According to the 1994 National Census, Christians make up 61.6% of the country’s population, Muslims 32.8%, and practitioners of traditional faiths 5.6%. Christianity is the most widely practiced religion in Ethiopia, but there are contradictory figures, putting Islam as being about equal or a slight majority.
Orthodox Christianity has a dominant presence in central and northern Ethiopia, while both Orthodox & Protestant Christianity has large representations in the South and Western Ethiopia. A small ancient group of Jews, the Beta Israel, live in northwestern Ethiopia, though most have emigrated to Israel in the last decades of the twentieth century as part of the rescue missions undertaken by the Israeli government, Operation Moses and Operation Solomon. Some Israeli and Jewish scholars consider these Ethiopian Jews as the historical “Lost Tribe of Israel.”
Sometimes Christianity in Africa is thought of as a European import that arrived with colonialism, but this is not the case with Ethiopia. The Kingdom of Aksum was one of the first nations to officially adopt Christianity, when St. Frumentius of Tyre, called Fremnatos or Abba Selama (“Father of Peace”) in Ethiopia, converted King Ezana during the fourth century AD. Many believe that the Gospel had entered Ethiopia even earlier, with the royal official described as being baptized by Philip the Evangelist in chapter eight of the Acts of the Apostles. (Acts 8:26-39) Today, the Ethiopian Orthodox Tewahedo Church, part of Oriental Orthodoxy, is by far the largest denomination, though a number of Protestant (Pentay) churches and the Ethiopian Orthodox Tehadeso Church have recently gained ground. Since the eighteenth century there has existed a relatively small Uniate Ethiopian Catholic Church in full communion with Rome, with adherents making up less than 1% of the total population.
The name “Ethiopia” (Hebrew Kush) is mentioned in the Bible numerous times (thirty-seven times in the King James version). Abyssinia is also mentioned in the Qur’an and Hadith. While many Ethiopians claim that the Bible references of Kush apply to their own ancient civilization, pointing out that the Gihon river, a name for the Nile, is said to flow through the land, most non-Ethiopian scholars believe that the use of the term referred to the Kingdom of Kush in particular or Africa outside of Egypt in general. Some have argued that biblical Kush was a large part of land that included Northern Ethiopia, Eritrea and most of present day Sudan. The capital cities of biblical Kush were in Northern Sudan.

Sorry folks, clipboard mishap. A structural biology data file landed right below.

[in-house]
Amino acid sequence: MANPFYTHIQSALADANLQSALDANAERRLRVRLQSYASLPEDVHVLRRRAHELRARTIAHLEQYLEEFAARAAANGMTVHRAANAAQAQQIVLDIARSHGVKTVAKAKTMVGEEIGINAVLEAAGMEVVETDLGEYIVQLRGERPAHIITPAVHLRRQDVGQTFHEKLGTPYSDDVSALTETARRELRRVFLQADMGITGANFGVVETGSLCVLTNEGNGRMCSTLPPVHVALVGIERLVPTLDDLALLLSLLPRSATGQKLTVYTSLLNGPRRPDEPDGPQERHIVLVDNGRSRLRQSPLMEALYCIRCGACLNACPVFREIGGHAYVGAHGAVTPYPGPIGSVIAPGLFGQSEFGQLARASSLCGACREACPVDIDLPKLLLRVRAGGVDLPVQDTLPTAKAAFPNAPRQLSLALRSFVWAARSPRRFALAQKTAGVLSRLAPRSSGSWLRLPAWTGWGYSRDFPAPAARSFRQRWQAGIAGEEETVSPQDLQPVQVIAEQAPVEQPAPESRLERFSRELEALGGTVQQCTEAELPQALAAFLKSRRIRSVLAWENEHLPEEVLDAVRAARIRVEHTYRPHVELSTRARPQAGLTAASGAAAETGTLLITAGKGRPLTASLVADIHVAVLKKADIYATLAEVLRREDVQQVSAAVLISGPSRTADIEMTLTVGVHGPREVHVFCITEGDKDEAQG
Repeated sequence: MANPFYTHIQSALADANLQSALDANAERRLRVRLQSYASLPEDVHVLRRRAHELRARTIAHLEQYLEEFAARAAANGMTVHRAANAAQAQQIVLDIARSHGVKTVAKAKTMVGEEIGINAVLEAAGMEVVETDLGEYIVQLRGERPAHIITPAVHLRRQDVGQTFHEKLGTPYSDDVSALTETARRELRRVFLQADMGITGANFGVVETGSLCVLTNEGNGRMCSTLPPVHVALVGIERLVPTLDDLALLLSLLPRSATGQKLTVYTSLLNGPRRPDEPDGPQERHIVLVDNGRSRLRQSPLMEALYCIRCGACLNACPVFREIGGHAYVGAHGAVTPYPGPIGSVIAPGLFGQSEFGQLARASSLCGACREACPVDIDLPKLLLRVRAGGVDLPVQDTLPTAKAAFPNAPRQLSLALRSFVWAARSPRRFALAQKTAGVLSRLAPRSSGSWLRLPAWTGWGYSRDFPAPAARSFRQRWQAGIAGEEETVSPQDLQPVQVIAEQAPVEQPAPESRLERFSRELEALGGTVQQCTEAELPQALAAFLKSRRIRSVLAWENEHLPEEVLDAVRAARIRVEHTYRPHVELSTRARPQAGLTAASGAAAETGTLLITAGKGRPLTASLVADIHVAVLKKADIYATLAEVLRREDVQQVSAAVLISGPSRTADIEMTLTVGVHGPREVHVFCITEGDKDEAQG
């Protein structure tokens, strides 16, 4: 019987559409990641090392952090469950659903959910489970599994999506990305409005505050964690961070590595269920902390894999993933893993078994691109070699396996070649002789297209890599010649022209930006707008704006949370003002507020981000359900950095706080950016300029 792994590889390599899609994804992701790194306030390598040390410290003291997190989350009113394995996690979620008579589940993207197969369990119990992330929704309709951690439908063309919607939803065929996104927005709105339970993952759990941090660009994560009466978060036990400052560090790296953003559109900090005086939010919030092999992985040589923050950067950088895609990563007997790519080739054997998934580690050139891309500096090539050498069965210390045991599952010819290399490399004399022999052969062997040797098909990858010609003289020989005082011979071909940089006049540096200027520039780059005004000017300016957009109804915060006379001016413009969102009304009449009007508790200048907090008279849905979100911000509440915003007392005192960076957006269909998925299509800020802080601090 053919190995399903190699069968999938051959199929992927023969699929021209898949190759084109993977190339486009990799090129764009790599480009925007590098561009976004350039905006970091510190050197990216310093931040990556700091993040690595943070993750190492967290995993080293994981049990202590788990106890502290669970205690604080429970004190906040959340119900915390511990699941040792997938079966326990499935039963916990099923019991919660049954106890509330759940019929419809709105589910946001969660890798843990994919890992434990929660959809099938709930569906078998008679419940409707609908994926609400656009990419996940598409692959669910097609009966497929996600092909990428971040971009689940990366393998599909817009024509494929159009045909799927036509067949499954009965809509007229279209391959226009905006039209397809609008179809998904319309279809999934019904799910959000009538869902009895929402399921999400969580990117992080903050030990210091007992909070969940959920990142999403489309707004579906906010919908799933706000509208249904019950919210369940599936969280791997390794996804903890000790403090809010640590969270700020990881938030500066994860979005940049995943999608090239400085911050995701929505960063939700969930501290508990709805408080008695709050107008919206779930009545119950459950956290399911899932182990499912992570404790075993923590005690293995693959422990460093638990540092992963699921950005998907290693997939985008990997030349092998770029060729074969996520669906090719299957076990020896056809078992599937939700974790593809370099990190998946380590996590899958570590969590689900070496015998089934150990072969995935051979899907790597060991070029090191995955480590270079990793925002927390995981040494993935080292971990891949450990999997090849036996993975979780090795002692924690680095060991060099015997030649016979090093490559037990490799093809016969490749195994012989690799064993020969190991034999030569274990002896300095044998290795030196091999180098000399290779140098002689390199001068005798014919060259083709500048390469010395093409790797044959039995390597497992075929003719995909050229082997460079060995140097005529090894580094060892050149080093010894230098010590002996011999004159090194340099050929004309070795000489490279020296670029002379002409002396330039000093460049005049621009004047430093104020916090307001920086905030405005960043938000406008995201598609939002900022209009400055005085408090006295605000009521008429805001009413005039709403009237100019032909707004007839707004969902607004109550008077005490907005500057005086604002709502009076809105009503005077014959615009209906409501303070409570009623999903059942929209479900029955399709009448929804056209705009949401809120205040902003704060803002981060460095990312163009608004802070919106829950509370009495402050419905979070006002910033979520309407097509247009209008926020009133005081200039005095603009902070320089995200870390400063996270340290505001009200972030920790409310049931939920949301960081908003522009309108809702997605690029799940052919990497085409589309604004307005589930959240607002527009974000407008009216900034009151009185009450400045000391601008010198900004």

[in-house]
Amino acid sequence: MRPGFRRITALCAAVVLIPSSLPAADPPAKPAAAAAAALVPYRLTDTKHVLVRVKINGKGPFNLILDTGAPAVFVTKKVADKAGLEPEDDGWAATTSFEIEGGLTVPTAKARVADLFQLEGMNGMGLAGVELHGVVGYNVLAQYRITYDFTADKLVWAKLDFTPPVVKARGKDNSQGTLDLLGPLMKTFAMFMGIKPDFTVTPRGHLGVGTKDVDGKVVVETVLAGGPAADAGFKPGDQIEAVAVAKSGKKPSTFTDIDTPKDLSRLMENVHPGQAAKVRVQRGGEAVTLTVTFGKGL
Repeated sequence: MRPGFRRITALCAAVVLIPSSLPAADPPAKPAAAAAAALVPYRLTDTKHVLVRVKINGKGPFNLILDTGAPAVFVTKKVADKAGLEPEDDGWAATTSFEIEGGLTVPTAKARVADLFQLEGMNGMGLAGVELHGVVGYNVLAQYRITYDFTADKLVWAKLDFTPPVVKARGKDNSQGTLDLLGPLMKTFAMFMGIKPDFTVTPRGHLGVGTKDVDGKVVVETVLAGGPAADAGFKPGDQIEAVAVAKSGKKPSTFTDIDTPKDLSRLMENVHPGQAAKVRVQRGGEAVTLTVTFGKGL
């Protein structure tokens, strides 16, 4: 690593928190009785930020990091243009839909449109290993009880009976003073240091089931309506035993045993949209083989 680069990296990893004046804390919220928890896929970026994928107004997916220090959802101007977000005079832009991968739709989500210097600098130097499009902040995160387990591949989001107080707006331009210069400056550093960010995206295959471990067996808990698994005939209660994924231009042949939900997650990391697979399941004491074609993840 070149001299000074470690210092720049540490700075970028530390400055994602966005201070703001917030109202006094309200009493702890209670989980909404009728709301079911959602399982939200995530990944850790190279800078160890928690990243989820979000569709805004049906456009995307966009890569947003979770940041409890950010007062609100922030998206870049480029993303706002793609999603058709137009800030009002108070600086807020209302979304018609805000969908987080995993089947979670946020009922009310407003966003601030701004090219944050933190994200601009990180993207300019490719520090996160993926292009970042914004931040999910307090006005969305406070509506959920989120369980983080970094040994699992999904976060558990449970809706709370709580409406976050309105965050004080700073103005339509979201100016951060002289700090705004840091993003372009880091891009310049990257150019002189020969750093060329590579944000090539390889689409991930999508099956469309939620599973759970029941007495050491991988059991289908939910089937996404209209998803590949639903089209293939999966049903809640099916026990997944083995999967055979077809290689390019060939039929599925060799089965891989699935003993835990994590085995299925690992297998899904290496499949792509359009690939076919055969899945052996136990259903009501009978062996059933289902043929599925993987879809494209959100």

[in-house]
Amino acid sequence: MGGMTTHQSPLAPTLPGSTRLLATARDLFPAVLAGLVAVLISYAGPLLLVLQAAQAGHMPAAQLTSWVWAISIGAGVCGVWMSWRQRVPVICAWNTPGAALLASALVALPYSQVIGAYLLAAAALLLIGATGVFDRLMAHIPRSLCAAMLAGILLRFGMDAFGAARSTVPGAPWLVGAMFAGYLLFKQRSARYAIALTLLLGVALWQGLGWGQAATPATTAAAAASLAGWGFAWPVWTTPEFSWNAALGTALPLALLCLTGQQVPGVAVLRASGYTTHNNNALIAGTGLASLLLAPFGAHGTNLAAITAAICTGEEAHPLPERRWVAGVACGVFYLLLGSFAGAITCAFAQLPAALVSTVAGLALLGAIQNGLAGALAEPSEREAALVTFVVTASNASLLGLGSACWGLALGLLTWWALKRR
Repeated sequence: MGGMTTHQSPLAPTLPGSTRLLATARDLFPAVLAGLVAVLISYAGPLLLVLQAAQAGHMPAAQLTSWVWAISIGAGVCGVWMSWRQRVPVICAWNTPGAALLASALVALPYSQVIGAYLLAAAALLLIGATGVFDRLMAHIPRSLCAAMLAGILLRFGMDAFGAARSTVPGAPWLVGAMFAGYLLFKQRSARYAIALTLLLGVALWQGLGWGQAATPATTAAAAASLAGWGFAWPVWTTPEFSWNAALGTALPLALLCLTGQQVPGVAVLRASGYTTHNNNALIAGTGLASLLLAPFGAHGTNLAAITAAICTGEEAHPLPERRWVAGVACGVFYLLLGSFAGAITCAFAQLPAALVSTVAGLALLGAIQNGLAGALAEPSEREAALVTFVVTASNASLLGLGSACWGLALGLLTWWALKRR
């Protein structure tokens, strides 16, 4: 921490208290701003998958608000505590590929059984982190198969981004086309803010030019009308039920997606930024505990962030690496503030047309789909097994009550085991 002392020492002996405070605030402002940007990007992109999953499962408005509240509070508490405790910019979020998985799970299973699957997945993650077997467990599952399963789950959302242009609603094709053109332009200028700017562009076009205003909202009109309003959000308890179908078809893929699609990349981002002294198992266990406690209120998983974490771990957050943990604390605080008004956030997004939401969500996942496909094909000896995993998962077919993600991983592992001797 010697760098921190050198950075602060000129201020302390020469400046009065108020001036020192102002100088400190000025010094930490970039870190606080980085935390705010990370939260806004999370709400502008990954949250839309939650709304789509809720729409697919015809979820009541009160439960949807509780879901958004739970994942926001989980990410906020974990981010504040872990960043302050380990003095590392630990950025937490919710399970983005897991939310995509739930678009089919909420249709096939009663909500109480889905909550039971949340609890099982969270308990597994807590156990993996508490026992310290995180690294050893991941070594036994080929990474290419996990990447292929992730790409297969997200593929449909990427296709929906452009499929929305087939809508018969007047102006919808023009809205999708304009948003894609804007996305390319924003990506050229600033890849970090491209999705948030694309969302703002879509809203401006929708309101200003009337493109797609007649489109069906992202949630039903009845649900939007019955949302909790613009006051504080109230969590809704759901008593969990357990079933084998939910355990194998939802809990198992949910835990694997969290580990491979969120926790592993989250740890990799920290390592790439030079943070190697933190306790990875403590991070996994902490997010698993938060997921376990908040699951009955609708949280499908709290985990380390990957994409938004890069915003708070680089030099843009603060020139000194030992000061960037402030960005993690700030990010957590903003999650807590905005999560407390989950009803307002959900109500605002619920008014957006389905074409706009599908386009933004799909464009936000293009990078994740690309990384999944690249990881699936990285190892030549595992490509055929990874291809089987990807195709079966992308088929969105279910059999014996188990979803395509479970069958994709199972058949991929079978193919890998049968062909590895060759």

Islam in Ethiopia dates back to the founding of the religion; in 615, when a group of Muslims were counseled by Muhammad to escape persecution in Mecca and travel to Ethiopia, which was ruled by Ashama ibn Abjar, a pious Christian king. Moreover, Bilal, the first muezzin, the person chosen to call the faithful to prayer, and one of the foremost companions of Muhammad, was from Ethiopia.
There are numerous indigenous African religions in Ethiopia, mainly located in the far southwest and western borderlands. In general, most of the (largely members of the non-Chalcedonian Ethiopian Orthodox Tewahedo Church) Christians generally live in the highlands, while Muslims and adherents of traditional African religions tend to inhabit more lowland regions in the east and south of the country.
Ethiopia is also the spiritual homeland of the Rastafari movement, whose adherents believe Ethiopia is Zion. The Rastafari view Emperor Haile Selassie I as Jesus, the human incarnation of God, a view apparently not shared by Haile Selassie I himself, who was staunchly Ethiopian Orthodox Christian. The concept of Zion is also prevalent among Ethiopian Orthodox Christians, though it represents a separate and complex concept, referring figuratively to St. Mary, but also to Ethiopia as a bastion of Christianity surrounded by Muslims and other religions, much like Mount Zion in the Bible. It is also used to refer to Axum, the ancient capital and religious centre of Ethiopian Orthodox Christians, or to its primary church, called Church of Our Lady Mary of Zion. The Bahá’í Faith has been established in Ethiopia since the 1950s, and today is concentrated primarily in Addis Ababa, but also in the suburbs of Yeka, Kirkos and Nefas Silk Lafto.